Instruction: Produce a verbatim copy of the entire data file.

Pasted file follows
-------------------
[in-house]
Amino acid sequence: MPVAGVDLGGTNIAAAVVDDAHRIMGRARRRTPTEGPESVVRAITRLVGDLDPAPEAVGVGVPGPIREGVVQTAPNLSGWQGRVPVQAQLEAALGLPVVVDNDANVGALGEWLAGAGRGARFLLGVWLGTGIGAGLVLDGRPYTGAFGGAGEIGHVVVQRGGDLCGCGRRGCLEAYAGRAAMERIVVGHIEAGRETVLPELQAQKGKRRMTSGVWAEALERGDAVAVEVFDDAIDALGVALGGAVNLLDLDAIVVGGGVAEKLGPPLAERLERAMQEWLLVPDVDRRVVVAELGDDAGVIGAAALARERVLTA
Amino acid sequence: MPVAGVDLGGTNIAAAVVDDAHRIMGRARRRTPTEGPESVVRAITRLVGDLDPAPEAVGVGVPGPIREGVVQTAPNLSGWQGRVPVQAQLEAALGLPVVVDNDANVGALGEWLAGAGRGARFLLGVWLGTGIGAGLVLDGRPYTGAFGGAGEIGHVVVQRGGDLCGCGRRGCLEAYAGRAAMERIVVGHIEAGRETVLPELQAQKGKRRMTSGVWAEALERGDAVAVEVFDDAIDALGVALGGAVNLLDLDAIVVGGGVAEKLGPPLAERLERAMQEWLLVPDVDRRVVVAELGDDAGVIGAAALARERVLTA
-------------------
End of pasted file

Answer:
[in-house]
Amino acid sequence: MPVAGVDLGGTNIAAAVVDDAHRIMGRARRRTPTEGPESVVRAITRLVGDLDPAPEAVGVGVPGPIREGVVQTAPNLSGWQGRVPVQAQLEAALGLPVVVDNDANVGALGEWLAGAGRGARFLLGVWLGTGIGAGLVLDGRPYTGAFGGAGEIGHVVVQRGGDLCGCGRRGCLEAYAGRAAMERIVVGHIEAGRETVLPELQAQKGKRRMTSGVWAEALERGDAVAVEVFDDAIDALGVALGGAVNLLDLDAIVVGGGVAEKLGPPLAERLERAMQEWLLVPDVDRRVVVAELGDDAGVIGAAALARERVLTA
Amino acid sequence: MPVAGVDLGGTNIAAAVVDDAHRIMGRARRRTPTEGPESVVRAITRLVGDLDPAPEAVGVGVPGPIREGVVQTAPNLSGWQGRVPVQAQLEAALGLPVVVDNDANVGALGEWLAGAGRGARFLLGVWLGTGIGAGLVLDGRPYTGAFGGAGEIGHVVVQRGGDLCGCGRRGCLEAYAGRAAMERIVVGHIEAGRETVLPELQAQKGKRRMTSGVWAEALERGDAVAVEVFDDAIDALGVALGGAVNLLDLDAIVVGGGVAEKLGPPLAERLERAMQEWLLVPDVDRRVVVAELGDDAGVIGAAALARERVLTA